Polls say Armstrong’s Oprah appearance backfired for former pro
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Tuesday, January 22, 2013

Polls say Armstrong’s Oprah appearance backfired for former pro

by Shane Stokes at 10:36 AM EST   comments
Categories: Pro Cycling, Doping
 
Public support nosedives with less than a fifth believing he was completely honest

Lance ArmstrongChoosing to admit his doping first to Oprah Winfrey rather than a show like 60 Minutes was interpreted by many as a sign that he was trying to salvage his public image, but if that was the case it appears that Lance Armstrong’s plan has backfired.

Polls carried out by SurveyUSA have revealed a worrying result for Armstrong, in that he has suffered a sharp drop in public support after the two broadcasts. A total of 63% of people contacted believe that he can no longer restore his reputation, seeing it as a lost cause, when contrasted to just 21% who see it as possible.

In addition to that, while he said beforehand that the interview would be no holds barred and that he would do his utmost to answer truthfully, less than a fifth of those questioned felt that he actually did so. Just seventeen percent ranked him as being completely honest in his answers to Winfrey; in other words, a shot in the foot.

For those who closely follow the sport, there was scepticism about his claims of racing clean in 2009 and 2010, for example, but given that those contacted by polls represented a general public who lack specific knowledge, it shows that Armstrong simply failed to come across as plausible.

His hope that a mea culpa would have resulted in a turnaround in how he is perceived seems to have fallen flat.

Prior to the interview, his support had seemed to be rising; in October of last year, 49% of Americans believed that he should give his medals back. Earlier this month, that dissatisfaction about his career had dropped to 37%, showing that there was more sympathy – or at least tolerance - for his situation.

Guardian analyst Harry J Enten, who writes about political and electoral statistics, believes that his confession has now succeeded in “alienating everybody.’ His assessment is scathing. “Those who thought he was a liar beforehand continue to think so now. Those who defended Lance for years, like ESPN's Rick Reilly, now just feel they were duped. This is the political equivalent of having your own base turn against you,” he stated.

The SurveyUSA poll was carried out on Tampa Bay residents, but similar polls done in Portland and San Diego showed the same findings.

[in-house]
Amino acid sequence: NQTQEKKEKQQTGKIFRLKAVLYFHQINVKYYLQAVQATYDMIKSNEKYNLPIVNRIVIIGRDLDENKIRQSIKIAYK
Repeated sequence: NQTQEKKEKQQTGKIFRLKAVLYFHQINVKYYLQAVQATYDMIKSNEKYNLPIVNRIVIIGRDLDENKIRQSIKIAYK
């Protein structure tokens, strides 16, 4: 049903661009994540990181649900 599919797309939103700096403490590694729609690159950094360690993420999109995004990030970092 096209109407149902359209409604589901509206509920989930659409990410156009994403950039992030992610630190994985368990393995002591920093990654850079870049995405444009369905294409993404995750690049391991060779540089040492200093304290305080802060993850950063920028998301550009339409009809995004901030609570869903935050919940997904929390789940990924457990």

Meanwhile in Europe, a YouGov poll has shown that 81 percent of German respondents said that the Winfrey admission did not show sincere repentance. A bigger number, 88 percent, believe that the interview won’t do anything to help resolve the doping problem.

According to previous research on athletes who admit steroid use in US sports, both MM Haigh and Jessica Korn showed that admitting mistakes does not increase favourability. In fact, the Korn findings showed that it is statistically better to keep denying rather than to come forward with the truth.

For Armstrong, though, his desire to race again has forced him into the situation where continuing to deny would do nothing to reduce his lifetime ban.

The sole consolation for the cyclist-turned-triathlete is that a slight majority of people believe a lifetime ban is too harsh. A total of 52% feel that he should be able to ride again at some point, compared with 45% who would give a firm no to that idea.

However the statistics also revealed that those who would accept him racing again down the line feel that he should have to wait a considerable length in time. That might sync with the reduction from a lifetime ban to an eight year sanction allowable under the WADA Code for those who provide substantial information which can help the fight against doping.

The net result of the SurveyUSA poll is that the man once revered as a global icon and tipped for a big political career has lost a very considerable portion of his lustre. That has been reflected in the negative press reaction to the Winfrey interview, and also by his lampooning by satirists.

His quote about Betsy Andreu is seen as perhaps the biggest single blunder in last week’s broadcasts.

Oprah Winfrey: “You called her names, said she was crazy…”

Lance Armstrong: “I did call her crazy. I think she’s be okay with me saying this…I told her ‘I called you crazy, I called you a bitch, I called you all these things…but I never called you fat.’”


NBC’s Jimmy Fallon has since immortalised the moment, as can be seen below. It shows how mainstream Armstrong’s confession has become...but not for the desired reasons.

 

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